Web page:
Top tech trends to watch in 2021
The coronavirus pandemic has forever changed our ways of life. During the past 12 months, we saw how companies and governments adapted and used technologies to keep their operations going. Many businesses embraced remote work using video conferencing software like Zoom to keep their teams together. New disruptive technologies are transforming and changing the way work and live, removing barriers to entry, and leveling the playing fields.
From the mass adoption of telehealth to the remote workforce, new technologies are now at the front and center of everything we do as every industry grapples with the effects and fallout of the COVID-19 pandemic. As we look at years ahead, new technologies will help us to emerge stronger from the pandemic.
Late last year, we looked at the top 10 technology trends of 2021 and beyond. Just like looking at a far distance, the closer you get, the clearer it becomes. Since our last article, we’ve learned a lot from industry leaders, research analysts, and experts with a better understanding of the industry. In this piece, want to take a look at the top 12 technology trends to watch closely in 2021 using data and insights from the respected industry leader, CB Insights. The top 2021 tech trends in the 58-page report cover everything you need to know about the technology that will shape us in 2021
Before we dive in, we would like to thank CB Insights for the report and also give you a quick overview of what CB Insights is and does. CB Insights is a New York-based business analytics and research platform that provides market intelligence on private companies and investor activities. Its technology Insights Platform provides companies with comprehensive data, expert insights, and work management tools to drive growth and improve operations with technology.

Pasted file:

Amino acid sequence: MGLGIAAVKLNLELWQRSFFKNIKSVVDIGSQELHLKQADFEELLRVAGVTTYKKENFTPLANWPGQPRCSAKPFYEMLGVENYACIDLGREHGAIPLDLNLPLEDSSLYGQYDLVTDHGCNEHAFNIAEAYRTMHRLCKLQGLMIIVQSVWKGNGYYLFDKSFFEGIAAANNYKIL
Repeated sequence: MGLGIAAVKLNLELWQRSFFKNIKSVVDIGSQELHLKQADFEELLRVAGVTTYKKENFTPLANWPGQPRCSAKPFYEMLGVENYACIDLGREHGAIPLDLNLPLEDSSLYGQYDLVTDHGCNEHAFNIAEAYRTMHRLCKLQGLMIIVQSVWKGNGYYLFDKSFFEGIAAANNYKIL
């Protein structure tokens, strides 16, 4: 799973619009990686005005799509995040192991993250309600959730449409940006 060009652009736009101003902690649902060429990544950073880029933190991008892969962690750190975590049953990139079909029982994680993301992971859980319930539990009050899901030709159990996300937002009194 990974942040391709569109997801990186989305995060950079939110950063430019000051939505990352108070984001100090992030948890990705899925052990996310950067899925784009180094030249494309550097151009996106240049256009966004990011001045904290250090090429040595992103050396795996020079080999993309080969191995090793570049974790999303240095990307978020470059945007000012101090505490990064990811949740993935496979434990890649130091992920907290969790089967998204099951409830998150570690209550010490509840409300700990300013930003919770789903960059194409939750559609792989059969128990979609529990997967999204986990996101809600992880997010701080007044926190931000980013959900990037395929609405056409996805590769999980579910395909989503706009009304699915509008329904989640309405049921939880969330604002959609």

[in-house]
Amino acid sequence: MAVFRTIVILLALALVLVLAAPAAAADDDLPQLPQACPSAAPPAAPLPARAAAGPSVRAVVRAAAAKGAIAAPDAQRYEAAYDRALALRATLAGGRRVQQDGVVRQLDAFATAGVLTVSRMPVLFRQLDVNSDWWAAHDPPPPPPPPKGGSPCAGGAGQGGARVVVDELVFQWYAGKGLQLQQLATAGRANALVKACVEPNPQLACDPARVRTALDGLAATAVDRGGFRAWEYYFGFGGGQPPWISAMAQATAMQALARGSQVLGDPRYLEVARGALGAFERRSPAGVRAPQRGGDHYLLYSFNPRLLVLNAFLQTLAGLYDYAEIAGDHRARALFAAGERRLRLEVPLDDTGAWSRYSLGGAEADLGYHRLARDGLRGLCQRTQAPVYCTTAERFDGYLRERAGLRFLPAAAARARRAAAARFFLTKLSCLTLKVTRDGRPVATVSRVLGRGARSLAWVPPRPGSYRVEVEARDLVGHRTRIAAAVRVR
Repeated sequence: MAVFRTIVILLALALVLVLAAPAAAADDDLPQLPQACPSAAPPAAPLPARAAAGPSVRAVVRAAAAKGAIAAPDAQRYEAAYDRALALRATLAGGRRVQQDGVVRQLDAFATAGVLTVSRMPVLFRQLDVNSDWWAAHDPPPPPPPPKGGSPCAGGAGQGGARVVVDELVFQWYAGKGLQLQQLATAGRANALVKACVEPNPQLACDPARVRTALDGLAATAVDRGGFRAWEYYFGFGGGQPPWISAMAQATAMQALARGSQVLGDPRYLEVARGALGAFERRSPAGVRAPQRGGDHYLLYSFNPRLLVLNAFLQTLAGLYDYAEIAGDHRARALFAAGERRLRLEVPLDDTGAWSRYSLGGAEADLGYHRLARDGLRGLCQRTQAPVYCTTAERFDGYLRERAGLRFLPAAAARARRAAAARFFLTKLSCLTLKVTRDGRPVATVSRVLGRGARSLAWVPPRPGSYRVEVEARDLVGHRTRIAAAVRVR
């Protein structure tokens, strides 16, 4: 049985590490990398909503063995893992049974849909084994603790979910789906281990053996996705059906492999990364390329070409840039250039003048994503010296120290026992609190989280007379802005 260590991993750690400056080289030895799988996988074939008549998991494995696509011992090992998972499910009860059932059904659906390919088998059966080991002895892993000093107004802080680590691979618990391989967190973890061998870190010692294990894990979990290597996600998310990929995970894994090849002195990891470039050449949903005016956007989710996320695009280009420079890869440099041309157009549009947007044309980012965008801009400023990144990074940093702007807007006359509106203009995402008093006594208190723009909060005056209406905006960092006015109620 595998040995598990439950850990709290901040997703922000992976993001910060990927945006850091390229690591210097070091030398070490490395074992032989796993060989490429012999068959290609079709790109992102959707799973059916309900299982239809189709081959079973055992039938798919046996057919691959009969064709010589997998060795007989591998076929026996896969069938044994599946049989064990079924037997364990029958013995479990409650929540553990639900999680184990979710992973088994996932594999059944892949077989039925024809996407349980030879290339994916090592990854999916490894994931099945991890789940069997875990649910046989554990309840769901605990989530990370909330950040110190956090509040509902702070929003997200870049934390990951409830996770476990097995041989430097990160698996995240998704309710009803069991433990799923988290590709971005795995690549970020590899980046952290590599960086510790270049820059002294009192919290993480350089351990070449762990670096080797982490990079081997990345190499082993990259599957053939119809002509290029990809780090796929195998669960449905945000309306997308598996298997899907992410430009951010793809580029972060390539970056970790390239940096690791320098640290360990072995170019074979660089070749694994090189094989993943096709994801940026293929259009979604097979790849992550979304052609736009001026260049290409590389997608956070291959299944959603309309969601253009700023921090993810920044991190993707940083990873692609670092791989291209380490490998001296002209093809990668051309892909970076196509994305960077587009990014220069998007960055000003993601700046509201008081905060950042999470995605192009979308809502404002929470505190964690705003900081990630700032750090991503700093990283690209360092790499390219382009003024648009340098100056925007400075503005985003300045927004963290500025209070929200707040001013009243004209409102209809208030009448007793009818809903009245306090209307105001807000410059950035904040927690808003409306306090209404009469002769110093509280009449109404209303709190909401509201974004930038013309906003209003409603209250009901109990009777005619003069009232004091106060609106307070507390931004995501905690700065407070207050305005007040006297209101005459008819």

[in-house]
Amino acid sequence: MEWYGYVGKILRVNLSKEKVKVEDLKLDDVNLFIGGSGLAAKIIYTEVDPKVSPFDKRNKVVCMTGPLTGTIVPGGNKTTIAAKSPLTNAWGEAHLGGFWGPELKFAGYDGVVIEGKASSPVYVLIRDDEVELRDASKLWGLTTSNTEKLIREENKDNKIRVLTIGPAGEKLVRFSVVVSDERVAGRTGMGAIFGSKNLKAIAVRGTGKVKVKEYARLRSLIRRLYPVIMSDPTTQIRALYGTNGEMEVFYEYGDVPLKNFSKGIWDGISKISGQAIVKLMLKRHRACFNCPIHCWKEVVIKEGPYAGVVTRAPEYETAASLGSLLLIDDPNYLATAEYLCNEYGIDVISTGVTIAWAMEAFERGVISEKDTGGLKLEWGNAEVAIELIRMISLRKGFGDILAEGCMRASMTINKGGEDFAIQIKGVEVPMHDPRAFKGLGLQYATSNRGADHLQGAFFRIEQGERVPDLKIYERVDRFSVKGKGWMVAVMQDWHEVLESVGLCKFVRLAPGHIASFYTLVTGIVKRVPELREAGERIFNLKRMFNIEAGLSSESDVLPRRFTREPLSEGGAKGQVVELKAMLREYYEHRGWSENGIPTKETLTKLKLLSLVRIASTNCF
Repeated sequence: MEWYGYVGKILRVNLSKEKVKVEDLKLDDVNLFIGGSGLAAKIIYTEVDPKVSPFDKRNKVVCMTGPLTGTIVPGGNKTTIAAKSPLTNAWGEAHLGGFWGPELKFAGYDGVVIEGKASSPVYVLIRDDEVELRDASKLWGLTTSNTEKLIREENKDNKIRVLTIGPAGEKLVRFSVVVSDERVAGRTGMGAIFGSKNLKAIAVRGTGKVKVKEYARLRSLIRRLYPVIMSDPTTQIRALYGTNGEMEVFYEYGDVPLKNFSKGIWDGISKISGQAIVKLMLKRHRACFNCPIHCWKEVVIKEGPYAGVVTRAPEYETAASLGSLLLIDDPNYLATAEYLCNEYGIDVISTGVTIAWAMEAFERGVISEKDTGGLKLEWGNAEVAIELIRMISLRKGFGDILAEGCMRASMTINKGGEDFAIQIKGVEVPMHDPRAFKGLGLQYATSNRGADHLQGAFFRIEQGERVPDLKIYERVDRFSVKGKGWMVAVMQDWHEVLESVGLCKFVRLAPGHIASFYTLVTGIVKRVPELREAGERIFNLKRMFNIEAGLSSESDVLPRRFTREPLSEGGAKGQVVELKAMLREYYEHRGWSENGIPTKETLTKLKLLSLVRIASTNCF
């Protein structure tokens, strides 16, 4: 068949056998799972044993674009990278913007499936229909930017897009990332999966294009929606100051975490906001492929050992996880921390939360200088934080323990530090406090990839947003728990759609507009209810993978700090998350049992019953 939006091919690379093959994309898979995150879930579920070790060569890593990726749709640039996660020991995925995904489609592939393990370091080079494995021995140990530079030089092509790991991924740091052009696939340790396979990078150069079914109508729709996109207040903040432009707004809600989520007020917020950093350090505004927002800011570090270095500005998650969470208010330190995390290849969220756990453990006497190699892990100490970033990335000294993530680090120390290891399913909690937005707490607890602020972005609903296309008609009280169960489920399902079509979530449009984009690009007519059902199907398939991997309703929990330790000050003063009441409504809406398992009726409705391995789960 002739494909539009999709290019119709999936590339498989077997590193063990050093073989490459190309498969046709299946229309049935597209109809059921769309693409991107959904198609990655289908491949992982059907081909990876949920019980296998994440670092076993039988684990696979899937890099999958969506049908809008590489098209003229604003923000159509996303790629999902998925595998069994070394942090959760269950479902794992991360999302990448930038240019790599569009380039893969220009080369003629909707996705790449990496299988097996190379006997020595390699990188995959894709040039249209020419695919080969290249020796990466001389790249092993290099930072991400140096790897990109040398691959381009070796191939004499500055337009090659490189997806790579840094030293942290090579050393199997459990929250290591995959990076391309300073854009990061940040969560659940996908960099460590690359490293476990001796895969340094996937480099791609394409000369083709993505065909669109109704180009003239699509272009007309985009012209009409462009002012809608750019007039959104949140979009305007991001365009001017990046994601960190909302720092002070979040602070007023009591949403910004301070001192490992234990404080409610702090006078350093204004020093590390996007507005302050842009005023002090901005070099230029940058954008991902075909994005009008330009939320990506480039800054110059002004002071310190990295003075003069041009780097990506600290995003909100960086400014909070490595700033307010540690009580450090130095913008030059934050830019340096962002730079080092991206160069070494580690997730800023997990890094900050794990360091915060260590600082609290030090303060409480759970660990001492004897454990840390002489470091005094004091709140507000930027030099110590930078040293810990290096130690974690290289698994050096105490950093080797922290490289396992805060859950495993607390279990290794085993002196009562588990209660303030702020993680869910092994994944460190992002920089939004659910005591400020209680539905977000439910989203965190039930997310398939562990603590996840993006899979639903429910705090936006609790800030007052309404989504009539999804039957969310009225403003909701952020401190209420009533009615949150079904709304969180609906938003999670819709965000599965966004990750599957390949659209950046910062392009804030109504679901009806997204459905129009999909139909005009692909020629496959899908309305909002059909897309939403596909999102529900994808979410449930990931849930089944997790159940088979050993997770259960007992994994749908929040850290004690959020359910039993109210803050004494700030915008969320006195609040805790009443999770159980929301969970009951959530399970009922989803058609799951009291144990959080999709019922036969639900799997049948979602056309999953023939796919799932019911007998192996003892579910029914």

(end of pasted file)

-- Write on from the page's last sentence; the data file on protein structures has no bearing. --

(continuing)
Using its emerging tech insights platform, CB Insights analyzed signals like patent and investment activity, executive chatter in earnings transcripts, media mentions, and more to identify the top 12 tech trends to watch in 2021. They profiled innovations from futuristic tech havens, the quantum time bomb, psychedelic medicines, and AI that can read your emotions. Without further delay, here are the top 12 tech trends poised to reshape industries in 2021.
1. Chief prepper officer: Resilience will become a more prominent corporate function as anxious companies steel themselves against unprecedented external disruptions. Persistent threats like climate change, cyber warfare, and much more could turn the world upside down — again. Companies shaken by the pandemic will start prioritizing resilience and turn to emerging tech as they look to onshore operations, build robust supply chains, and ready themselves for the next big crisis.
2. The quantum time bomb: As powerful quantum computers emerge, businesses will be forced to secure data faster than these computers can decrypt it. Quantum computers are becoming exponentially more powerful and more widely available. In 2019, Google became the first quantum computer maker to achieve “quantum supremacy,” which refers to running a calculation on a quantum computer dramatically faster than any conventional computer could ever manage.
Though quantum computers could soon transform industries like healthcare, finance, and logistics, the industry’s rising momentum is creating an arms race to secure data faster than quantum
computers can decrypt it. This is because a powerful enough quantum computer could quickly overcome common internet encryption protocols like RSA, which use prime factors of large numbers to protect online data.